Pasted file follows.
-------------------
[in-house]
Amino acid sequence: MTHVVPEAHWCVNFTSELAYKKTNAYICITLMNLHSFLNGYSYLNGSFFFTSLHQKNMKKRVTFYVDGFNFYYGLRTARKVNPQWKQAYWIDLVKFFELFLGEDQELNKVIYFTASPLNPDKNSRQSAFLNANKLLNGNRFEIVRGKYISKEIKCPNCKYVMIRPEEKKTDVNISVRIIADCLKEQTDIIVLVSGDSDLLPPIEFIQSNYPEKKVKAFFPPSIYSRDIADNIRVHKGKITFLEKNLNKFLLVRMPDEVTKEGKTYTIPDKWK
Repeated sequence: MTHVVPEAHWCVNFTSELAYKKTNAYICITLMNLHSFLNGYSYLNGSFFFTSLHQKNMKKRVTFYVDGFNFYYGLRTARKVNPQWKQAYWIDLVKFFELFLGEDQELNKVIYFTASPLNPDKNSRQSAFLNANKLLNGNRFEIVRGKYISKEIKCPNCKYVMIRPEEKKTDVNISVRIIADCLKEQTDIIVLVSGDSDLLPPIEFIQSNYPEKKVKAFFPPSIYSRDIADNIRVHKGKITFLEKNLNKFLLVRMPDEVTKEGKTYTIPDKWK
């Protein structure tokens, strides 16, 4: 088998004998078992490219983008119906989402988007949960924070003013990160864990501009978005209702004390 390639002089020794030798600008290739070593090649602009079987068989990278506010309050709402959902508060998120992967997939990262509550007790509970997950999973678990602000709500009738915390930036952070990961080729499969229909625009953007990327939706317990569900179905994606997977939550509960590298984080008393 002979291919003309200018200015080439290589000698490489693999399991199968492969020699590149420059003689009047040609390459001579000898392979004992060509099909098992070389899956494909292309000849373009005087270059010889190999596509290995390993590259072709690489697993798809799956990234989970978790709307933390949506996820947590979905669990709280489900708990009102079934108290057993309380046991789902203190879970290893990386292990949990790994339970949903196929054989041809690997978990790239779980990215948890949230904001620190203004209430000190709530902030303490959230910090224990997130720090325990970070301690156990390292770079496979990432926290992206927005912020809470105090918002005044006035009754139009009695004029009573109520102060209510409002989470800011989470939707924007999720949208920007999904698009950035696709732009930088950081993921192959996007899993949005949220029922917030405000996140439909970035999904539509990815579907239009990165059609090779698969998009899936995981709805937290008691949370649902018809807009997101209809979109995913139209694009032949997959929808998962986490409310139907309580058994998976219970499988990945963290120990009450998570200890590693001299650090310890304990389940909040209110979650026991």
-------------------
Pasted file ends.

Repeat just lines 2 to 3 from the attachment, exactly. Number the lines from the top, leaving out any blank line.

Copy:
Amino acid sequence: MTHVVPEAHWCVNFTSELAYKKTNAYICITLMNLHSFLNGYSYLNGSFFFTSLHQKNMKKRVTFYVDGFNFYYGLRTARKVNPQWKQAYWIDLVKFFELFLGEDQELNKVIYFTASPLNPDKNSRQSAFLNANKLLNGNRFEIVRGKYISKEIKCPNCKYVMIRPEEKKTDVNISVRIIADCLKEQTDIIVLVSGDSDLLPPIEFIQSNYPEKKVKAFFPPSIYSRDIADNIRVHKGKITFLEKNLNKFLLVRMPDEVTKEGKTYTIPDKWK
Repeated sequence: MTHVVPEAHWCVNFTSELAYKKTNAYICITLMNLHSFLNGYSYLNGSFFFTSLHQKNMKKRVTFYVDGFNFYYGLRTARKVNPQWKQAYWIDLVKFFELFLGEDQELNKVIYFTASPLNPDKNSRQSAFLNANKLLNGNRFEIVRGKYISKEIKCPNCKYVMIRPEEKKTDVNISVRIIADCLKEQTDIIVLVSGDSDLLPPIEFIQSNYPEKKVKAFFPPSIYSRDIADNIRVHKGKITFLEKNLNKFLLVRMPDEVTKEGKTYTIPDKWK